Overcriminalization in America

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Politico Magazine ran an article a few weeks ago about overcriminalization in the US that was interesting in two ways. The first was the recitation of statistics and examples that show just how ridiculously overcriminalized our society has become. We have 5% of the world’s population. We have 25% of the worlds prisoners. Think about that: one out of every four human beings in a jail is in an American jail. That seems insane. What’s more, the sheer scope of our criminal code is absurd:

Congress creates, on average, more than 50 new criminal laws each year. Over time, this has translated into more than 4,500 federal criminal laws spread across 27,000 pages of the United States federal code. (This number does not include the thousands of criminal penalties in federal regulations.)

Not that we’re just addicted to criminal statutes, by the way. In How the Stock Market Works, Professor DeGennaro notes that:

The tax code contained just 11,400 words in 1914, one year after the Constitution was amended to permit the federal government to levy an income tax. It didn’t stay that way. Forbes contributor Kelly Phillips Erb said that the code was up to about 4,000,000 words by January 2013. That’s about four times as long as all of the Harry Potter novels combined. And you know what? That vastly understates the complexity of the US tax system. The code itself is just the law that tells the IRS what to do. The IRS has to devise regulations to put the law into practice. I doubt anyone really knows how many words are in the regulations, and the story gets worse.

The Forbes article he referred to is here, and it includes another jarring fact:

Since 2001, Congress has made nearly 5,000 changes to the Tax Code. That’s more than a change per day.

At this point we are way, way, way past the point where any normal human being could possibly be certain that they had not violated the law even if they made it their full-time job to do so. This is what led Harvey Silverglate to write his book Three Felonies a Day, suggesting that is how many felonies a typical American commits on a daily basis without ever knowing it. Sound crazy? So do some of the violations summarized in the Politico piece:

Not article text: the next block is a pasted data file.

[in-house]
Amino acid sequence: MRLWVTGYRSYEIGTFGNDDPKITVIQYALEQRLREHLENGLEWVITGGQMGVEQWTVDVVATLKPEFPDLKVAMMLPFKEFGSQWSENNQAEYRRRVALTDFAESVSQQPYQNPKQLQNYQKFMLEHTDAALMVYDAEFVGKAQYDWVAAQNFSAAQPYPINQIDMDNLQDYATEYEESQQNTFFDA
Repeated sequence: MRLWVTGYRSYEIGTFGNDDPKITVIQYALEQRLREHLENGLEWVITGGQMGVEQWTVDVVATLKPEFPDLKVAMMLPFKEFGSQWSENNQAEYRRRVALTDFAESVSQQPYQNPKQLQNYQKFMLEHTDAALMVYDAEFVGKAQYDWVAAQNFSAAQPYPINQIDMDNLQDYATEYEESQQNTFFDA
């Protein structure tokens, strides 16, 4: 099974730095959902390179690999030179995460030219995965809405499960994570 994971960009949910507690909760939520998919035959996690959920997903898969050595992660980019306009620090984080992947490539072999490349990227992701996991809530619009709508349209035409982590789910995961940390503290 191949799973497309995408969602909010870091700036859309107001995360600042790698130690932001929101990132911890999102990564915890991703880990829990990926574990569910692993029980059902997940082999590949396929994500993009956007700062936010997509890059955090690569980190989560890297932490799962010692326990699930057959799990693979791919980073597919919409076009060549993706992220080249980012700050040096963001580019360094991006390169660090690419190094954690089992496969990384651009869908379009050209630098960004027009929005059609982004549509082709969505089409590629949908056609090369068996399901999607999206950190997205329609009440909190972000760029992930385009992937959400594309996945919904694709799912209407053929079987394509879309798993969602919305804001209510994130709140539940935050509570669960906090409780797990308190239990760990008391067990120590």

This explosion of criminal laws has led to imposing liability on activities that ordinary citizens would have no reason to believe would be criminal such as converting a wild donkey into a private donkey, bathing in the Arkansas Hot Springs National Park without a doctor’s note, and agreeing to take mail to the post office but not dropping it off. It has led to criminal liability for amateur arrowhead collectors who had no idea their hobby could be a federal crime, as well as criminal charges and a conviction for a former Indianapolis 500 champion who got lost while snowmobiling during a blizzard and unwittingly ended up on federal land.

So let me make one point (something not brought up in the article): the way Americans think about our government has a serious, serious flaw. We tend to view the job of legislators and the executive to get things done. Which, for most purposes, means to pass laws. When government doesn’t pass enough new laws you hear about gridlock and the assumption is that our government is defective. It is as though Americans have this bizarre picture in their minds that Washington DC is a factory for churning out legal statutes, and if we don’t get our quota than there’s something wrong with the factory. Why are more laws automatically better? Clearly we have too many laws already. Not every problem needs to be tackled by adding new laws. We can also think about repealing, reforming, consolidating, and streamlining the laws and the agencies we already have. But nobody gets elected by making enemies, and so our obsession with manufacturing new laws continues.1

Here’s the thing, though, the average law-abiding, middle-class, educated American doesn’t have that much to fear from overcriminalization. Sure, you might get lost in a blizzard and end up on federal land and get slapped with a criminal charge, but for the most part if your life is more or less together before such a freak accident occurs, you can probably depend on your savings, education, friends and families, etc. to survive the ordeal. In this way, breaking the law (on accident) is a lot like having your house burn down or losing your job or other life emergencies: they are the biggest threat to the most vulnerable.

And that’s the second interesting thing about this article. It is written by Charles G. Koch and Mark V. Holden. Yes, one of the infamous Koch Brothers (Holden is General Counsel and Senior Vice President of Koch Industries, Inc.) And yet the primary point of the article is that overcriminalization is basically a form of systmatic, state-oppression of the poor and vulnerable. For example: